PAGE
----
Appropriately dubbed “The New Normal” (time will soon tell how that goes over with the new NBC show of the same name), it went on air the day after his contract with CBS lapsed.
Not that he was complaining about the forced sabbatical -- the company had to pay out what was left of his million deal while Leykis stayed home.
Leykis' logic follows that a man ignoring a woman for a work related call will actually make him look more "important and in control", thereby drastically reducing the "waiting period" women observe before having sex with men they're dating.
Leykis claims that a woman will try to test a man, trying to focus his attention on her and, he believes, there's a good chance that sex might be part of the attention-getting hunt.
* If the caller is one of her children, the man is already violating Leykis' 'no-single-mothers' rule.
* If the call is work related, and is deemed more important than the man now, it will always be more important.
CBS Radio ended his terrestrial show back in 2009, but Tom has since discovered the freedom of internet radio, and in 2010 created New Normal Network, which hosts rock, pop and talk stations.
Leykis eventually left WPIX, later went to WBAI leaving in the fall of 1981 to go to Albany to work at WQBK.
Leykis credits his defining moment to seriously pursue a career in radio to an incident that occurred in the early 1980s, in which his then-girlfriend locked him out of their residence because she believed he didn't earn enough money; he has since stated that this was one of the most important events of his life.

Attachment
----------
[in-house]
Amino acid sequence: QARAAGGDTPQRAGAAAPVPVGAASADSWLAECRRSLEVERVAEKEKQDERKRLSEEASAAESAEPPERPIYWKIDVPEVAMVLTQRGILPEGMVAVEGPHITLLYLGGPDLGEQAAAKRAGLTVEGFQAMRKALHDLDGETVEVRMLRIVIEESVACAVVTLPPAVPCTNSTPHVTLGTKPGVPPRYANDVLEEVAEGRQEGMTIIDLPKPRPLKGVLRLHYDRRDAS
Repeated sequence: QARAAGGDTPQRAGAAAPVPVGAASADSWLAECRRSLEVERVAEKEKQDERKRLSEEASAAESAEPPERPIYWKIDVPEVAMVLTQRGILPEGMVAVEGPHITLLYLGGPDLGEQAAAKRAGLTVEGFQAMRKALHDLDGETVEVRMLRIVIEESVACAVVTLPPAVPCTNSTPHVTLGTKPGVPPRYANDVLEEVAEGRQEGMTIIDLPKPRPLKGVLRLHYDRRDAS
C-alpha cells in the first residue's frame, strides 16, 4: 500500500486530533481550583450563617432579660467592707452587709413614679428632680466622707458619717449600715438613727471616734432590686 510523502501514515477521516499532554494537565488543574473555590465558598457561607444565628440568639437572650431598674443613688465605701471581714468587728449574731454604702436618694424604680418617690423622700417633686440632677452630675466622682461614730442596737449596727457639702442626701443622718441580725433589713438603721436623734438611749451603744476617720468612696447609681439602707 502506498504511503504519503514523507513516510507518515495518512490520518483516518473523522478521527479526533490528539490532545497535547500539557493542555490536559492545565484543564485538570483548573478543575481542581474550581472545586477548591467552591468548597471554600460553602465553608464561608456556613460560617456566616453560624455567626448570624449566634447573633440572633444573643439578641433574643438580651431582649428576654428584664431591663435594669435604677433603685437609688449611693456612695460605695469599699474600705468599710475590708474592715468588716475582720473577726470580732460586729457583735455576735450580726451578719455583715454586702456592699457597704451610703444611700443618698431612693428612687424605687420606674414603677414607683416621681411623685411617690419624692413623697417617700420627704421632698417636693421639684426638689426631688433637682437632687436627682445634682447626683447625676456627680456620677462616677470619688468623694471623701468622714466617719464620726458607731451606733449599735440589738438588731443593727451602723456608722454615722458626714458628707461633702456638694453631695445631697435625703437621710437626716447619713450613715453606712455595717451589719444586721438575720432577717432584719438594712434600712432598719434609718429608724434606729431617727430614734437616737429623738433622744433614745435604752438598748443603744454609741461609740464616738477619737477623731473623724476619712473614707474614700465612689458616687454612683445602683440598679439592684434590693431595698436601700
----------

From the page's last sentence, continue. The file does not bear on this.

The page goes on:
So when went dark on Feb 20, 2009, 12 years after it first started airing on Los Angeles’ KLSX, scores of loyalists from So Cal and around the world directed their anger at CBS Radio's decision to switch formats (it's now KAMP, a pop hits station), while internally, some pointed their finger at Leykis himself for taking down an entire talk station in his wake (according to reports, voluntary salary cuts were asked of KLSX radio personalities -- Leykis, earning around million per year, however, wouldn’t budge).
Still, few thought Leykis, a known name in radio whose show was aired on 25 different affiliates with a devoted audience of several hundred thousand, would abandon terrestrial radio forever.